As you may or may not know, February is LGBT History Month, with the theme this year being of ‘Peace, Activism and Reconciliation’. Marking 50 years since the Stonewall Riots, a pivotal moment in LGBT+ history, it’s an important reminder of the struggles and fights of others who have paved the way for the lives we have today.
To coincide with LGBT History Month, Inkbrew Productions will tour a new play across venues in Lancashire, Manchester and Salford from 9th February to 31st May. Directed by multi-award winning playwright Stephen M Hornby, ‘The Adhesion of Love’ tells the extraordinary true story of how an architect’s assistant from Bolton crossed the Atlantic in 1891 to meet the visionary queer poet Walt Whitman.
In 1885, John W Wallace, a working-class man from Bolton, set up the Eagle Street ‘College’, a book group that celebrates a love for Walt Whitman’s poetry. Attracting a small group of like-minded men, Wallace embarks on a journey of spiritual and sexual self-discovery through Whitman’s words.
When Wallace arrives in America six years later and meets his literary hero face-to-face, he is forced to confront the true nature of the intimacy the college members are seeking. On his return to Bolton, Wallace is unsure how to express his new sexual and spiritual awakening within in the conservative confines of Victorian England.
Below, Stephen M Hornby, writer and director of ‘The Adhesion of Love’ and LGBT History Month playwright in residence, talks about the importance of queer history and how plays can help.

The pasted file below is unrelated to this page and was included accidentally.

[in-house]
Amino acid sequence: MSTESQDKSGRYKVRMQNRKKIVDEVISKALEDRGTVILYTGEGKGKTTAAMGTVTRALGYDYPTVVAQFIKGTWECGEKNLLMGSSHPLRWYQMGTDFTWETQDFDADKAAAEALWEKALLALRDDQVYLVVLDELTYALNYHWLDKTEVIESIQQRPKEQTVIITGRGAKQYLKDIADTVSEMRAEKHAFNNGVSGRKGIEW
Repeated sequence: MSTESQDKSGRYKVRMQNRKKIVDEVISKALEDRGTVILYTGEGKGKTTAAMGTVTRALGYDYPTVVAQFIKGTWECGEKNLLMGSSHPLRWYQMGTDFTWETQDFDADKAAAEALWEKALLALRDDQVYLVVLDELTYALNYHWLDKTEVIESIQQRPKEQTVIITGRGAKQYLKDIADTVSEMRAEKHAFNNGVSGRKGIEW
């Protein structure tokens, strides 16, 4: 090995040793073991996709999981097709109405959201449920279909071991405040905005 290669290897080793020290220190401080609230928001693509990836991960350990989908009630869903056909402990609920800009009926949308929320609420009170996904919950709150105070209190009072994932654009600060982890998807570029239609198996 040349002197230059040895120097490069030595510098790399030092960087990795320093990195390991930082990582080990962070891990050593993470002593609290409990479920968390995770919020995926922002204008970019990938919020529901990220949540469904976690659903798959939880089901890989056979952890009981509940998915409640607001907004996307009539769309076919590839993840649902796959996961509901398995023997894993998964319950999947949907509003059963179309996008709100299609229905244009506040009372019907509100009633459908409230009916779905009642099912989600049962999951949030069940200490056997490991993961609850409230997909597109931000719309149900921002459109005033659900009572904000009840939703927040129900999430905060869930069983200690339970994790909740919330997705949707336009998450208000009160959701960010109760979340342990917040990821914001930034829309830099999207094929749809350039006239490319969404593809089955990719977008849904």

We have a past that is mostly unknown to us.
Many of us won’t have children, so when we die the records of our queer lives will end up in landfill. We have been taught a self-erasing history by a society that is only just getting round to seeing us as vaguely equal humans.
From the literary executors of Lord Byron who gathered to burn his sex diary down through the decades, the centuries, what little record there has been of us has often been similarly destroyed, or censored, or ignored, or wilfully misinterpreted.
And then I read this. From Bob Katter. An MP in Australia. He says of being gay, ‘It’s just like a fashion trend – tomorrow they’ll be another fashion. I just don’t want to waste any time on it.’ Unsurprisingly, Bob opposes equal marriage.
The link between seeing anything un-heterosexual as a “lifestyle choice” and denying basic rights to a people who make that “choice” is very real. And not just with Bob. It’s an argument used all over the world, and it’s always used by people who see the “choice” as a negative one and who want to persecute and oppress us.
One of the most powerful arguments against this queerness as “lifestyle choice” hate talk is to persuasively and repeatedly assert, prove and demonstrate that we have always been here. The words, identities, social rituals and cultural expressions may have changed and will keep changing, but we have always been here.
The historian requires proof to make an assertion about the past. But we know that a lot of our proof has been destroyed.
So, how do we prove ourselves?
The historian’s position is, of course, usually heteronormative. Why not flip the model and start from the equally valid position that the past was queer and ask for proof of cis heterosexuality?
I think playwriting about the past is part of the answer. It’s a way of creating that queer assumption as a narrative, of filling in the historical record, and of testing it to see it fits the facts.
I think plays can be restorative acts, acts of restitution to a misinterpreted past, to an absent lover, to the great queer ghosts who never got to howl in the night.
I take pleasure in revivifying that howl. That howl is the one that men like Bob can hear deep in darkest moments of their nightmares. And it terrifies them.